Like many of you (perhaps), I’m wondering why Joe Biden’s approval ratings are so low—43% as of November 24—given that his infrastructure bill has passed and he appears to have brokered a deal to get the Build Back Better bill passed as well. Yes, there were hiccups: we still have problems at the border, there’s inflation, and the Afghanistan withdrawal wasn’t very tidy. But Biden’s left-centrist agenda is doing quite well. So why the disapproval? A new piece by the liberal writer Jonathan Chait at New York Magazine has a thoughtful (and long) take on the issue. Click on the screenshot to read:
The upshot is at the beginning:
But the truth is that Biden’s presidency began to disintegrate without his abandoning the center at all. He found himself trapped instead between a well-funded left wing that has poisoned the party’s image with many of its former supporters and centrists unable to conceive of their job in any terms save as valets for the business elite. Biden’s party has not veered too far left or too far right so much as it has simply come apart.
. . . The split within the Democratic Party runs along educational lines. The party’s college-educated cadre holds more liberal views and is increasingly estranged from its working-class counterparts. Those non-college-educated voters are disproportionately Latino and Black, but their worldview bears similarities to that of the white working-class voters who have left the party. The college-educated wing might have claimed power in the name of minority voters, but in reality it has started to drive them away.
Yes, Chait thinks that Biden is the unfortunate but innocent victim of a war within the Democratic Party. On one side is the Left and the intellectuals, fervently backing causes (open borders, defunding police, etc.) that aren’t popular with Middle America and non-college-educated folks. And the “progressive Left” doesn’t seem to grasp that minorities like blacks and Hispanics are more conservative than everyone imagines. The Right, of course, tries to label all Democrats as wokies like AOC and Elizabeth Warren, and they’ve done pretty well at that game. There is seemingly no end to the performative craziness that characterizes the extreme Left.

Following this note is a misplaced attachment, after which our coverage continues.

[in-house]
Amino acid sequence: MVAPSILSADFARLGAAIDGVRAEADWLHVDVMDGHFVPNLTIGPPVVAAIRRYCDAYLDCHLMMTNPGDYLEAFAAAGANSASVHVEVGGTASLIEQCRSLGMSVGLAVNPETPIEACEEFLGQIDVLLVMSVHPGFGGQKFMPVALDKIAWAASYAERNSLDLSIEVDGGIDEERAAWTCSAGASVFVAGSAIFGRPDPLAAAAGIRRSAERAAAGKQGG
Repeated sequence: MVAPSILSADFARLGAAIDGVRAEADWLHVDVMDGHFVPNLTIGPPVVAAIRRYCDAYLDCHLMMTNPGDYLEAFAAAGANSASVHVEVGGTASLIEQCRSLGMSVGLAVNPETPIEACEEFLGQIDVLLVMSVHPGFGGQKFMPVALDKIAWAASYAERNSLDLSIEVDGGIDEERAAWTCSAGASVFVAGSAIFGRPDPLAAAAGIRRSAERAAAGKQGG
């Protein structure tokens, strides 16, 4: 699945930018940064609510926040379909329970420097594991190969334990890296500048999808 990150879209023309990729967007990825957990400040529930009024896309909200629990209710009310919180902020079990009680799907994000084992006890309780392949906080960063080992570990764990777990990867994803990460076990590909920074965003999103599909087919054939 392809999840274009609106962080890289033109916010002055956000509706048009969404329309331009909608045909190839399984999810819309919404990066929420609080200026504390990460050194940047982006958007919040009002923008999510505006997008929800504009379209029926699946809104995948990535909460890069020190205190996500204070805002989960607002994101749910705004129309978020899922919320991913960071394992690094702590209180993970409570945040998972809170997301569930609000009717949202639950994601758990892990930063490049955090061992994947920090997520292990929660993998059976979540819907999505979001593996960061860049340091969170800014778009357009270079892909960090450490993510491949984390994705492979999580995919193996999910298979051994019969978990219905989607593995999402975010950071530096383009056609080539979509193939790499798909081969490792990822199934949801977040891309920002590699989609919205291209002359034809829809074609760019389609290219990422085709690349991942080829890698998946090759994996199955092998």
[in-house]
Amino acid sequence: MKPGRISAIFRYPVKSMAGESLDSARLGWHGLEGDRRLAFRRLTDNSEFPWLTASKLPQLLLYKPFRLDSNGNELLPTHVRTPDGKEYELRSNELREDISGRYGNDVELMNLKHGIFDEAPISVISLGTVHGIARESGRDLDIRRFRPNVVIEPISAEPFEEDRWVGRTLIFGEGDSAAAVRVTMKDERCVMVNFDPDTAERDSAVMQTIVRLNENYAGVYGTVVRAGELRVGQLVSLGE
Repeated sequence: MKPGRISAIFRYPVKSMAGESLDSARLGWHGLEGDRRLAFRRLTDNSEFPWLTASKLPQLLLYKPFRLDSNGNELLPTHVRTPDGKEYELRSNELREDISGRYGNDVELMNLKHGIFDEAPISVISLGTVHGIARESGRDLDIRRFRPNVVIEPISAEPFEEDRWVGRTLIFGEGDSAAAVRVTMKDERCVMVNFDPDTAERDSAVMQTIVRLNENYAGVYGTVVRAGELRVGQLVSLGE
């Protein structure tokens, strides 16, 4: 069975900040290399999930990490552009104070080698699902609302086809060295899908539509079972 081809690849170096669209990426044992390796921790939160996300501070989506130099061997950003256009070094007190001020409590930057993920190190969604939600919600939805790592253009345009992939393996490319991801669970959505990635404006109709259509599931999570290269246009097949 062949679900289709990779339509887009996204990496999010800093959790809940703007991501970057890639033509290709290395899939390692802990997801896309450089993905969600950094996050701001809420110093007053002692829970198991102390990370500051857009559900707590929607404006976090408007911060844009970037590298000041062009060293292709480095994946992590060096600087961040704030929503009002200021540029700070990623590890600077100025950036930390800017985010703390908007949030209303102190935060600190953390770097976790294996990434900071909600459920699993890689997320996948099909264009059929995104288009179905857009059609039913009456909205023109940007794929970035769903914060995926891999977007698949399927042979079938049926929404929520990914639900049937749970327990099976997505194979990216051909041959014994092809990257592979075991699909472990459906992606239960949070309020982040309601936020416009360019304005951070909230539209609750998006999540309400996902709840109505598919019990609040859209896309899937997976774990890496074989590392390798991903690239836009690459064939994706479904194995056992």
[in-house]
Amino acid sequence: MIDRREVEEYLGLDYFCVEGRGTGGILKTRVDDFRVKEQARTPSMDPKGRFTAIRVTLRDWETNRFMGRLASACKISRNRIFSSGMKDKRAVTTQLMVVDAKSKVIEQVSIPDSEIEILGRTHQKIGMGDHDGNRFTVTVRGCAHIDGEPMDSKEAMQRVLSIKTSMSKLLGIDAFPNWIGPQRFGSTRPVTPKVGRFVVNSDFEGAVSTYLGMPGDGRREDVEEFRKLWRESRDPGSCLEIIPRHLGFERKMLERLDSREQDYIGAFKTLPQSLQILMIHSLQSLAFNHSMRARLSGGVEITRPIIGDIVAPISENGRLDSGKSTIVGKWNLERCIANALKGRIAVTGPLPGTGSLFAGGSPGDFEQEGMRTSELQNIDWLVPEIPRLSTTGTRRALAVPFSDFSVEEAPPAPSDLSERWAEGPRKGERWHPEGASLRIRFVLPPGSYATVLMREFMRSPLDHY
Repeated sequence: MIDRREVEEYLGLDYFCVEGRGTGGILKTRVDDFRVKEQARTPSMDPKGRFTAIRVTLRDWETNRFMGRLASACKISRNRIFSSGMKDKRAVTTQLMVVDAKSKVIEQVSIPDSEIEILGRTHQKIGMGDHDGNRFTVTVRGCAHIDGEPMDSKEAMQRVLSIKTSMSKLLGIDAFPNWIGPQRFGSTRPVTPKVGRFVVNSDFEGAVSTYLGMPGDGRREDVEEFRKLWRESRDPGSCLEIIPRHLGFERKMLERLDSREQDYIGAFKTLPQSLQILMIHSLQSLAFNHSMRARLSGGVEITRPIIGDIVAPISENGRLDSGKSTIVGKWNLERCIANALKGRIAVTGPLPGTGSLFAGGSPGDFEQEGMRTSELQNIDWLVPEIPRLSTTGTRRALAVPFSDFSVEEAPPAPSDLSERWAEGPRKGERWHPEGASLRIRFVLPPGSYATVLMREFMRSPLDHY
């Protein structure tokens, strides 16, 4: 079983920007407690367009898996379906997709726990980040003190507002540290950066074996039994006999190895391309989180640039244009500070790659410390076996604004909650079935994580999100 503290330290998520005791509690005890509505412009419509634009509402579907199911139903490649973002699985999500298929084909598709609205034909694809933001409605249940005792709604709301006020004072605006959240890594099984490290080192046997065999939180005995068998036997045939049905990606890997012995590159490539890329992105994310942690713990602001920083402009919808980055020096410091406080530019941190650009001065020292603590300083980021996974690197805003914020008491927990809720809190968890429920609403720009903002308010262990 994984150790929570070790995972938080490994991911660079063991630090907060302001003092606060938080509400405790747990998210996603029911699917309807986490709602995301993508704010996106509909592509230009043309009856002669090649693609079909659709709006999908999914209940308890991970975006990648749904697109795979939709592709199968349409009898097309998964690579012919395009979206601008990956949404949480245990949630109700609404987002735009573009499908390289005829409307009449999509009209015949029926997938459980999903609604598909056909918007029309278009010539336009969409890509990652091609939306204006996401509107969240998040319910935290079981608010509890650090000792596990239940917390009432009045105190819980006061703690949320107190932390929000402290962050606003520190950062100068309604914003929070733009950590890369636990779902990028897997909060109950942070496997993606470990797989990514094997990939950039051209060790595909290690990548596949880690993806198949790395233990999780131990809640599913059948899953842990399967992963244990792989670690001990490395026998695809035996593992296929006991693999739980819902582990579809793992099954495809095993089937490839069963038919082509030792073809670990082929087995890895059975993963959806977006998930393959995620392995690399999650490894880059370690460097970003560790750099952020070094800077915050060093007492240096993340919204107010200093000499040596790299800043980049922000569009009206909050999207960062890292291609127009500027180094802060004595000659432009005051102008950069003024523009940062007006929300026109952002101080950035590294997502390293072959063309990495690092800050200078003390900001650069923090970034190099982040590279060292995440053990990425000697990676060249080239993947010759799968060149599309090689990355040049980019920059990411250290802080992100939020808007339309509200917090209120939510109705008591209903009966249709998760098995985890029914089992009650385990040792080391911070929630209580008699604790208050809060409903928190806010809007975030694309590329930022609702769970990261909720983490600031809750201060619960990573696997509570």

On the other side are the centrists, whom you’d think would ally with Biden. But they’re fueled, says Chait, by Big Business, which is pumping money and ideas into the centrist moiety of the party in a way that actually stalls Biden’s agenda (think Manchin, Sinema, and their allies in the House). In the meantime, the Democratic Party circles the drain as the internecine squabbling continues, ignoring the main concerns of Americans.
Here are a few quotes from an article well worth reading. There are many more examples in each area, so have a look at NY Magazine. I’ve tried to summarize the argument under a few subheadings. Quotes from Chait are indented.
What Americans want.
One recent poll asked voters to identify the features of the Build Back Better plan that most appealed to them. The top five were, in order, adding dental and vision benefits to Medicare, home health care for the elderly and disabled, letting Medicare negotiate prescription-drug prices, Medicare coverage for hearing, and free community college. Democratic centrists in the Senate eliminated three of them from the bill completely and gutted a fourth. “Bizarrely,” observed Democratic pollster William Jordan in September, “the parts of Biden’s agenda that are most popular seem to be most at risk right now.”
The centrists did not, for the most part, object to the spending. What they ruled out was the policies Biden had come up with to pay for the spending. Most of the money would come from tax hikes on corporations and people earning more than $400,000 a year, cracking down on tax cheats, and letting Medicare negotiate what it pays for pharmaceuticals, which cost Americans more than twice as much as in peer countries. All those measures actually made the popular spending plans even more popular. Raising taxes on the rich commands near two-to-one support. And pollsters have said negotiating drug costs is literally the most popular idea they have ever tested.
What Americans don’t want.
During the 2020 primary campaign, progressive commentators were writing columns on a near-daily basis insisting that none of this could hurt the party. Swing voters barely existed, left-wing policies were all popular, mobilizing the base mattered far more than appealing to moderates, and electability was just an empty buzzword used by a failed Establishment to fend off popular changes. For a while, these arguments carried the day as the leading Democratic candidates kept racing one another to endorse ideas that polled catastrophically: decriminalizing illegal border crossings (27 percent approval versus 66 percent disapproval), abolishing private health insurance (37 versus 58), and providing government health insurance for people who immigrated illegally (38 versus 59).